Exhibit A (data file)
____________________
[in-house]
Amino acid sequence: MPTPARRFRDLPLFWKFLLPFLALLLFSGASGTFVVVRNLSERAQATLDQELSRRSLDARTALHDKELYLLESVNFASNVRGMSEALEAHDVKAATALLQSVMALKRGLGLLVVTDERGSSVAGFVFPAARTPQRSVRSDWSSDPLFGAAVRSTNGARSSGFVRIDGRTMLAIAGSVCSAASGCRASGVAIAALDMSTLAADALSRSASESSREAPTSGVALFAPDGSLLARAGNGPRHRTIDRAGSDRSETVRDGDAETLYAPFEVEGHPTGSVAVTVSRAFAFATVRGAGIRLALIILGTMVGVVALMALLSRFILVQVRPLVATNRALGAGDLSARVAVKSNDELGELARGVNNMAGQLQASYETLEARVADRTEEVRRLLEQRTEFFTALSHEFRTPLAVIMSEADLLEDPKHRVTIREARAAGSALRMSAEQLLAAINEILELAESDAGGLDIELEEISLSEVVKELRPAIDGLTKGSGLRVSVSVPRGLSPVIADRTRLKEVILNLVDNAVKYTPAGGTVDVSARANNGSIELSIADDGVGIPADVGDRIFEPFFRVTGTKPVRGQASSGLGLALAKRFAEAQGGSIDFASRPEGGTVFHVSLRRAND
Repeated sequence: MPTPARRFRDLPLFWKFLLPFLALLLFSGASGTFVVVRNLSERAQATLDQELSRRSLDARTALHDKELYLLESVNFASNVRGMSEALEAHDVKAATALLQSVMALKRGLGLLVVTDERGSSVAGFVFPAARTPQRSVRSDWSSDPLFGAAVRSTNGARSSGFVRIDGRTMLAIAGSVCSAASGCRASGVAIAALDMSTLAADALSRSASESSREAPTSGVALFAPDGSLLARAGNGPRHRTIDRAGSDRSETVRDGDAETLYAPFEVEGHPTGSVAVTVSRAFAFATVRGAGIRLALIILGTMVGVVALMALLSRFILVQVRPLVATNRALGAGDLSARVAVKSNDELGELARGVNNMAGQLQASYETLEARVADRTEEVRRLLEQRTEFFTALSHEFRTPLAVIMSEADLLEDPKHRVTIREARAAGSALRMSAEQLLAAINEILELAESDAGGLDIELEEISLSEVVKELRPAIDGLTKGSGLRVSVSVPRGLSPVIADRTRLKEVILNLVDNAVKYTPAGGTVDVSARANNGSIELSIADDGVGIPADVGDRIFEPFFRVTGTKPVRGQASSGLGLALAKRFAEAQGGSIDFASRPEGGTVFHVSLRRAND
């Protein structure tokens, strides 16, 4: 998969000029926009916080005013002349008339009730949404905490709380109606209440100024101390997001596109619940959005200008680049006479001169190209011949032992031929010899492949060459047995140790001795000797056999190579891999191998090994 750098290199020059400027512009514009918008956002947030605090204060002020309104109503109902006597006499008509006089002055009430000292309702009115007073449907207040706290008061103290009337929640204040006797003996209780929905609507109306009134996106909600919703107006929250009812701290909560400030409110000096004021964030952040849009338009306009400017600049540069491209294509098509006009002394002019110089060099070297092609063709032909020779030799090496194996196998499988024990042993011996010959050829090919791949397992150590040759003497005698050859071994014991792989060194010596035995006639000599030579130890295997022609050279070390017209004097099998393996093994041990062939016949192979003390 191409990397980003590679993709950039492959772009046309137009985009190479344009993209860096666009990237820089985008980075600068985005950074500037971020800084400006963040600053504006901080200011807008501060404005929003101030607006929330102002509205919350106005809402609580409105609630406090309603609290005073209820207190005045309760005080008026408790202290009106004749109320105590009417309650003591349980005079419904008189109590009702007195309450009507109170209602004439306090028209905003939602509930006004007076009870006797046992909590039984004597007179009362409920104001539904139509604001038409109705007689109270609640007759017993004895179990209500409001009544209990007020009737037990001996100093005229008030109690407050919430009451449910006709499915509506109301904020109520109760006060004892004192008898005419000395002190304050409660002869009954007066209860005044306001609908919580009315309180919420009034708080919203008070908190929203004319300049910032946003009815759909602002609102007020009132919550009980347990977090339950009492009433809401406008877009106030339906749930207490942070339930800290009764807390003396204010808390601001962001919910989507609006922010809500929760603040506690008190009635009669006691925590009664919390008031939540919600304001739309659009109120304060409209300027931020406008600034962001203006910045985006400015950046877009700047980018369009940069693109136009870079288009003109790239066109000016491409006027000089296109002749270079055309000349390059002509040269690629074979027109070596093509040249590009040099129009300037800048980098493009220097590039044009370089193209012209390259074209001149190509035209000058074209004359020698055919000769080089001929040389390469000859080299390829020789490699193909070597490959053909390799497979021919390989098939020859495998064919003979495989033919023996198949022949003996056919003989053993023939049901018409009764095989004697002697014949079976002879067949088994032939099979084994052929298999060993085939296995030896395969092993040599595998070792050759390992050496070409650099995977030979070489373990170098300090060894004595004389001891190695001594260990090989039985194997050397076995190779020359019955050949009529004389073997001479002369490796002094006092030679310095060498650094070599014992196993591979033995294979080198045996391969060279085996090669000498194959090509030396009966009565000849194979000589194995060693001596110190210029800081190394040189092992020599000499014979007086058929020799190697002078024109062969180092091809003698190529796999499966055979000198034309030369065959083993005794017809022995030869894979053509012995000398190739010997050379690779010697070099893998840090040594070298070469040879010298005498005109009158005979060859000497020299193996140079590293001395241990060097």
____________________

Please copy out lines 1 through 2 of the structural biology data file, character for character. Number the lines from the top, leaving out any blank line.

[in-house]
Amino acid sequence: MPTPARRFRDLPLFWKFLLPFLALLLFSGASGTFVVVRNLSERAQATLDQELSRRSLDARTALHDKELYLLESVNFASNVRGMSEALEAHDVKAATALLQSVMALKRGLGLLVVTDERGSSVAGFVFPAARTPQRSVRSDWSSDPLFGAAVRSTNGARSSGFVRIDGRTMLAIAGSVCSAASGCRASGVAIAALDMSTLAADALSRSASESSREAPTSGVALFAPDGSLLARAGNGPRHRTIDRAGSDRSETVRDGDAETLYAPFEVEGHPTGSVAVTVSRAFAFATVRGAGIRLALIILGTMVGVVALMALLSRFILVQVRPLVATNRALGAGDLSARVAVKSNDELGELARGVNNMAGQLQASYETLEARVADRTEEVRRLLEQRTEFFTALSHEFRTPLAVIMSEADLLEDPKHRVTIREARAAGSALRMSAEQLLAAINEILELAESDAGGLDIELEEISLSEVVKELRPAIDGLTKGSGLRVSVSVPRGLSPVIADRTRLKEVILNLVDNAVKYTPAGGTVDVSARANNGSIELSIADDGVGIPADVGDRIFEPFFRVTGTKPVRGQASSGLGLALAKRFAEAQGGSIDFASRPEGGTVFHVSLRRAND